Teaching Your Belly to Feel Full
"THE SKINNY," by Dr. Louis Aronne of NewYork-Presbyterian Hospital/Weill Cornell Medical Center, Says Losing Weight Takes More Than Willpower<br />Diet Plan Harnesses Body's Chemistry to Shed Pounds
Jun 12, 2009
Why do so many diets start successfully, only to crash and burn? Why is it that no matter how hard dieters try, keeping the weight off seems impossible? Dr. Louis Aronne explains in his new book, "THE SKINNY: On Losing Weight Without Being Hungry" (Broadway Books), written with Alisa Bowman, that the key is your body's chemistry, not willpower. His solution: teaching your body to stop craving food and feel full sooner.
A leading authority on weight loss and obesity, Dr. Aronne is director of the Comprehensive Weight Control Program at NewYork-Presbyterian Hospital/Weill Cornell Medical Center, a multidisciplinary obesity research and treatment center that he developed and founded in 1986. He is clinical professor of medicine at Weill Cornell Medical College.
"Weight loss isn't about priorities, willpower or wanting it badly enough. Rather, it's about your body, your brain and your hormones," says Dr. Aronne. "And if you don't first re-sensitize your weight-regulation mechanisms, typical approaches to weight loss, such as portion control and calorie counting, just won't work. As a result, 'THE SKINNY' is not just another diet book. It reviews the latest cutting-edge weight research and delivers recommendations based on science. 'THE SKINNY' represents a new way of looking at weight problems, one which recognizes the complexity of the disorder, and evaluates people for underlying aspects which may have been missed by other physicians."
According to Dr. Aronne, our bodies are programmed to resist weight loss that goes beyond roughly 7 percent of total body weight. That means that if you weigh 200 pounds, you may be able to lose fewer than 14 pounds before the going gets tough. The reason, he explains, is that the body's metabolism and weight-regulating hormones — like insulin and leptin — drop faster than your body loses fat, making your brain think your weight is near normal even though you're still overweight. This leaves dieters hungry, even after they've eaten all the calories they need.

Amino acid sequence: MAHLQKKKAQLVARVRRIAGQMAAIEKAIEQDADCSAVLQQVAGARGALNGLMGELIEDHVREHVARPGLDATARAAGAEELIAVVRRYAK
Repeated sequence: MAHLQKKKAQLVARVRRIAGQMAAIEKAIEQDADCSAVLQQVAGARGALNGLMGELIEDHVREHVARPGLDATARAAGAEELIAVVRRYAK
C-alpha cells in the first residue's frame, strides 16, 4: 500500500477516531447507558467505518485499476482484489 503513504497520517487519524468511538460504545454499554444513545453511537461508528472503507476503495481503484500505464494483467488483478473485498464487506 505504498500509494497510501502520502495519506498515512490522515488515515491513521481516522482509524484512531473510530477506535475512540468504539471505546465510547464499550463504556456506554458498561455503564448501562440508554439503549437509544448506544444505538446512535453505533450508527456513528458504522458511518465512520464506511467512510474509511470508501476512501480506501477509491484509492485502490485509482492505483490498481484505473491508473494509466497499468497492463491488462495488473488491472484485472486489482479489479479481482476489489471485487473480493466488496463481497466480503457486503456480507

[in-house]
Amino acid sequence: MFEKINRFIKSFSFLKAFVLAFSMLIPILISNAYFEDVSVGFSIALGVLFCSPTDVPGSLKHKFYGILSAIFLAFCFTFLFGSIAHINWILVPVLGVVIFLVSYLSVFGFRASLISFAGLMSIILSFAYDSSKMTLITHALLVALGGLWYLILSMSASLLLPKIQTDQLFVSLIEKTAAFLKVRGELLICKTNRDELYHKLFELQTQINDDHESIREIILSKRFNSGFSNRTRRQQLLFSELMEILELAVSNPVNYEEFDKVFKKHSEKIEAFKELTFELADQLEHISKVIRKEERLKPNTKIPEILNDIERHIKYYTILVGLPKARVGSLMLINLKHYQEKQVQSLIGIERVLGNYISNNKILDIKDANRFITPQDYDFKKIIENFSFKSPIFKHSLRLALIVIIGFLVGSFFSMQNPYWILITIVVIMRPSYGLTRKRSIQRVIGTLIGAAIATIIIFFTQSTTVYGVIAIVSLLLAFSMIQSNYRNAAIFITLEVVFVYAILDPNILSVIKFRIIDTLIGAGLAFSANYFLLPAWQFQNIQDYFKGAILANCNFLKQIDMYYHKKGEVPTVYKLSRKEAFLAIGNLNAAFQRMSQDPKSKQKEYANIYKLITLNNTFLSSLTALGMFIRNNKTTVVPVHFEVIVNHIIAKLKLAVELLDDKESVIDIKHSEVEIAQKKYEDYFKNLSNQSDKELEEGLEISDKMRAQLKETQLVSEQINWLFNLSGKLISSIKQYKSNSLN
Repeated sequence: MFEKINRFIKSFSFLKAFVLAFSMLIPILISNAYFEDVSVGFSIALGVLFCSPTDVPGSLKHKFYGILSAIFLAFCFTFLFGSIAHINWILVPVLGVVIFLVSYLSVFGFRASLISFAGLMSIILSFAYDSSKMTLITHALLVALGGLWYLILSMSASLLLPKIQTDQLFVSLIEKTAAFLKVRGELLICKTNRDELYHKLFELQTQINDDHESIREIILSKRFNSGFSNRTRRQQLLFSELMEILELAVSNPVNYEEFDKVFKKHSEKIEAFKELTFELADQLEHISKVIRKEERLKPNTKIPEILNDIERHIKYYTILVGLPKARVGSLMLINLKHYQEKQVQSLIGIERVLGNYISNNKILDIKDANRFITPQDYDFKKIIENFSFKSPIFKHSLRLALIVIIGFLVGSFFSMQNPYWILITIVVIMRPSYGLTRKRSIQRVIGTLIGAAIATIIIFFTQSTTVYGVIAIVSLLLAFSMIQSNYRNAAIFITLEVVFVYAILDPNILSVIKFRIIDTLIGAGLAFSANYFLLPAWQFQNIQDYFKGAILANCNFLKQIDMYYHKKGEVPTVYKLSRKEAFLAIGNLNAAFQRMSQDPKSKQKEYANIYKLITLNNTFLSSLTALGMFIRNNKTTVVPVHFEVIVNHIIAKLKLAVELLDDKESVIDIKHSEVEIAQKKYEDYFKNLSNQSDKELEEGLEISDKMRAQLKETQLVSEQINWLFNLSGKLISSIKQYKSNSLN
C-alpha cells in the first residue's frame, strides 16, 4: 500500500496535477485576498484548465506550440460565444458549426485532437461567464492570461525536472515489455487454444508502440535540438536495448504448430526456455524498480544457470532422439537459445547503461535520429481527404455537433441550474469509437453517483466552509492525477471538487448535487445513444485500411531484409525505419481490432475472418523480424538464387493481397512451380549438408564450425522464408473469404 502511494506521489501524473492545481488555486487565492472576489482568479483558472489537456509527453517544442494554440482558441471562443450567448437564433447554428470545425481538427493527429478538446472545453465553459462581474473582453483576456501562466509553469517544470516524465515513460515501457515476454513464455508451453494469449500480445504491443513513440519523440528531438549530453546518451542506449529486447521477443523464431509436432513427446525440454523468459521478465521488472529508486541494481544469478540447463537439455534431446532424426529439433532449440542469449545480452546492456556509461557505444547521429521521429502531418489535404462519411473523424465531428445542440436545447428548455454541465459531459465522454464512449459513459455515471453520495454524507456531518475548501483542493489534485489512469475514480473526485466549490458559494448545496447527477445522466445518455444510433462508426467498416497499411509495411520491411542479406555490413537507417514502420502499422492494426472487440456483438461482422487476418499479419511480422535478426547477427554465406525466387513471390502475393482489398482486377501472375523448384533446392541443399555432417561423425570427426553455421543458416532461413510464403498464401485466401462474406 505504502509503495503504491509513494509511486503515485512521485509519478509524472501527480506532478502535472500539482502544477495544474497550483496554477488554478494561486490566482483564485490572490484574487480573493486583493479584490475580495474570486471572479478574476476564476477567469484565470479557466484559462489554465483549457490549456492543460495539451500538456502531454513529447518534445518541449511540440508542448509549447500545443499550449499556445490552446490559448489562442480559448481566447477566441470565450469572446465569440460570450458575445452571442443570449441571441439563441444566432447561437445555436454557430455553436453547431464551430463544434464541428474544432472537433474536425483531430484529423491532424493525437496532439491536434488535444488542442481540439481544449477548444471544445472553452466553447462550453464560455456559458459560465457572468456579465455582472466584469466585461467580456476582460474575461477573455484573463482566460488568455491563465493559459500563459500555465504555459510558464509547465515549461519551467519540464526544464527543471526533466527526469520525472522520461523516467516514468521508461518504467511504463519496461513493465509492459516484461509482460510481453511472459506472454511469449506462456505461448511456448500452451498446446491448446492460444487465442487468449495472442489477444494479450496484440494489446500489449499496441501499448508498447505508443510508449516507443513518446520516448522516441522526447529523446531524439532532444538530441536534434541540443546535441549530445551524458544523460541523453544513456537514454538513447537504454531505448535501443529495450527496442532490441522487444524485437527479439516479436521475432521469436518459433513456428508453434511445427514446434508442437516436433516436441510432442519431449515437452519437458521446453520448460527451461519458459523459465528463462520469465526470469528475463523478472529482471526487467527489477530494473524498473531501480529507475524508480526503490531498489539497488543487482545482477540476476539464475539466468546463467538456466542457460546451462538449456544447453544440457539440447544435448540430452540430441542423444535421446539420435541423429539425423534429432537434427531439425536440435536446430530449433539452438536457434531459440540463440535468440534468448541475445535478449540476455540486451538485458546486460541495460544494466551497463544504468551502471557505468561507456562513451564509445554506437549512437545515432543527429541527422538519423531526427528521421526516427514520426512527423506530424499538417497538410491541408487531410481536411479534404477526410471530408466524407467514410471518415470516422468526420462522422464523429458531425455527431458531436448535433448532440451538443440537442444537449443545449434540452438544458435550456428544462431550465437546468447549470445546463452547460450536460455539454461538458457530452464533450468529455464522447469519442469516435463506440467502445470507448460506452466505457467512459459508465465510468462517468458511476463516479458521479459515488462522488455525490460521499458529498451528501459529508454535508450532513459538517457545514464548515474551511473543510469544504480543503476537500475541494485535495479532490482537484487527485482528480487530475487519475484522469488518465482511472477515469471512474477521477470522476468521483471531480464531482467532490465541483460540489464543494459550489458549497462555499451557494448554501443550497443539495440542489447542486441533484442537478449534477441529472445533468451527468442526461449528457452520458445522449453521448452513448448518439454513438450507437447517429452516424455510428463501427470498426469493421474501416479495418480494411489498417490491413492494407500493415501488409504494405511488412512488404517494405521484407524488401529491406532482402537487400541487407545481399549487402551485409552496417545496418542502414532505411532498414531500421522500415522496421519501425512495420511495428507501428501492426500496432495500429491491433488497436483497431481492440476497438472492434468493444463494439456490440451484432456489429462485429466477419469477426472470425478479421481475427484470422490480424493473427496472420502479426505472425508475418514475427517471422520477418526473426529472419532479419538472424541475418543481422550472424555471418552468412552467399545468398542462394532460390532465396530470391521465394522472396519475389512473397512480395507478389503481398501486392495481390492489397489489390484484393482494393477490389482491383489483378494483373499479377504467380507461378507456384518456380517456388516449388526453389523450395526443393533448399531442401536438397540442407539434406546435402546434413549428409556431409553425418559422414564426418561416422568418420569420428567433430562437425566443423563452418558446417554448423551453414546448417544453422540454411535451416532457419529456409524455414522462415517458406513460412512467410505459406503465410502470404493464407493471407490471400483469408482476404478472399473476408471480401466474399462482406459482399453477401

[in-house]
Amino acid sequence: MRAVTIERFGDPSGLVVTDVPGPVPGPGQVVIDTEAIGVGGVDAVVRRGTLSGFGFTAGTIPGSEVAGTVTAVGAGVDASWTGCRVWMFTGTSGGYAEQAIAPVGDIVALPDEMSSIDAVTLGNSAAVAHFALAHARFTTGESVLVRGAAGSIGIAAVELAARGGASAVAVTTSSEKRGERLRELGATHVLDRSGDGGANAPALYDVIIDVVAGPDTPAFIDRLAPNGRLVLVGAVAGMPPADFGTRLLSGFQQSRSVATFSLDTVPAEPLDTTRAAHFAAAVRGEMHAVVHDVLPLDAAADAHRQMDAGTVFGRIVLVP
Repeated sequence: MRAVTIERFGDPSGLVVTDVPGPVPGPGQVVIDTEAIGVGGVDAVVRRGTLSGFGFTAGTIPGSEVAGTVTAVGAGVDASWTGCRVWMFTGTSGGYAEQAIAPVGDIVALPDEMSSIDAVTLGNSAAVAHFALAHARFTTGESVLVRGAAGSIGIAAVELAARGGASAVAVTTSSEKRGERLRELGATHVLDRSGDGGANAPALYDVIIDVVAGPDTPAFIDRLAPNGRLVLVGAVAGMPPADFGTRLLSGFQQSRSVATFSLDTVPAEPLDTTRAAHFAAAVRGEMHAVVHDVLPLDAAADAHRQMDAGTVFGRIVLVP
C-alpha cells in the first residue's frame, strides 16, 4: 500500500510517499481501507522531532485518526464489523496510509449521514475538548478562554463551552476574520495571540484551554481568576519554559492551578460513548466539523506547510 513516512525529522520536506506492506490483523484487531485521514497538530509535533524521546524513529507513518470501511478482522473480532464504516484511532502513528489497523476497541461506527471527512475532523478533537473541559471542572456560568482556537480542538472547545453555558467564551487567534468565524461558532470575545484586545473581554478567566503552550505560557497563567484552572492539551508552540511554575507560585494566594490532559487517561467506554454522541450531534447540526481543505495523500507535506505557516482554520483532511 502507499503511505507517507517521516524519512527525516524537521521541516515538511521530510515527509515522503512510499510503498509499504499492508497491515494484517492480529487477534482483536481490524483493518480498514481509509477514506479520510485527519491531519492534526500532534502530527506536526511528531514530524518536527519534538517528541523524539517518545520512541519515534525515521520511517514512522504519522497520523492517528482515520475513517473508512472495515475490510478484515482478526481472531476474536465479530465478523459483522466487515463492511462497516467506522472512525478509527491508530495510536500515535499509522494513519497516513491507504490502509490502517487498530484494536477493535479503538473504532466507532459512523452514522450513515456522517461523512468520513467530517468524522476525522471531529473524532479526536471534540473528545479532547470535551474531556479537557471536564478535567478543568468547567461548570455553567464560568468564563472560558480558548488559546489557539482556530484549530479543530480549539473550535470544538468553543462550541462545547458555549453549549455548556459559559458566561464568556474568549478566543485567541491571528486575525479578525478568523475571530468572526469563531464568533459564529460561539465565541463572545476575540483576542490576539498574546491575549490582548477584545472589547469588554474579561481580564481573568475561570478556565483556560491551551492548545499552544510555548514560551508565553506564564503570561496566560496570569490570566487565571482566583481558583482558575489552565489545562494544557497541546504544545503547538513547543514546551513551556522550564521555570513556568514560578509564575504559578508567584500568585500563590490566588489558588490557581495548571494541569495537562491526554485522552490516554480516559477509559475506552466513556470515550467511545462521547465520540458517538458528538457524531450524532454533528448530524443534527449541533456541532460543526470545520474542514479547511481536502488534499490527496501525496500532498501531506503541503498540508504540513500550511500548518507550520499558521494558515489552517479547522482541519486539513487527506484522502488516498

To overcome this obstacle, he teaches readers to use the latest advances in the science of appetite and body weight regulation to flip off an internal biological switch that is driving them to eat. Rather than using willpower to force themselves to stop eating, readers use "fill-power":
Among his specific tips:
- Eat a Protein Breakfast. People who eat breakfast are more successful at losing weight because it helps control appetite and cravings throughout the day. High-protein, low-starch foods like a vegetable frittata are best. Avoid juices that pass through the body too quickly. Eat grapefruit or melon instead.
- Exercise in the morning. Putting off your gym visit until later in the day increases the chances that something will come up to derail your plans. And don't think of making up for it with a longer weekend session. How often you exercise is more important than the length of each exercise session.
- Eat your salad and vegetables first. Dig into the leafy greens before you start the main course. This will curb your appetite by making you feel full. Other foods to keep you feeling sated include soups and spicy foods.
- Watch less television. By turning off the boob tube you will automatically be more active.
- Look for hidden causes of weight gain. Sleep disorders and medications can cause weight gain. Appropriate management can help with weight loss.
Dr. Aronne says his plan is easy to follow, and can help many people to lose between 10 percent and 20 percent of their weight, and most can lose 7 percent or more. However, he cautions that the weight loss won't be immediate, and may take several months. The payoff, he writes: "You will know what it feels like to fill up on a normal amount of food. You will eventually be able to stop obsessing about food. You'll be able to stop forcing yourself to eat less because you'll eat less automatically."
For more information, patients may call 866-NYP-NEWS.
NewYork-Presbyterian Hospital/Weill Cornell Medical Center
NewYork-Presbyterian Hospital/Weill Cornell Medical Center, located in New York City, is one of the leading academic medical centers in the world, comprising the teaching hospital NewYork-Presbyterian and Weill Cornell Medical College, the medical school of Cornell University. NewYork-Presbyterian/Weill Cornell provides state-of-the-art inpatient, ambulatory and preventive care in all areas of medicine, and is committed to excellence in patient care, education, research and community service. Weill Cornell physician-scientists have been responsible for many medical advances — from the development of the Pap test for cervical cancer to the synthesis of penicillin, the first successful embryo-biopsy pregnancy and birth in the U.S., the first clinical trial for gene therapy for Parkinson's disease, the first indication of bone marrow's critical role in tumor growth, and, most recently, the world's first successful use of deep brain stimulation to treat a minimally conscious brain-injured patient. NewYork-Presbyterian, which is ranked sixth on the U.S.News & World Report list of top hospitals, also comprises NewYork-Presbyterian Hospital/Columbia University Medical Center, NewYork-Presbyterian Morgan Stanley Children's Hospital, NewYork-Presbyterian Hospital/Westchester Division and NewYork-Presbyterian Hospital/The Allen Pavilion. Weill Cornell Medical College is the first U.S. medical college to offer a medical degree overseas and maintains a strong global presence in Austria, Brazil, Haiti, Tanzania, Turkey and Qatar. For more information, visit www.nyp.org and www.med.cornell.edu.
Lezlie Greenberg 212-821-0560 [email protected]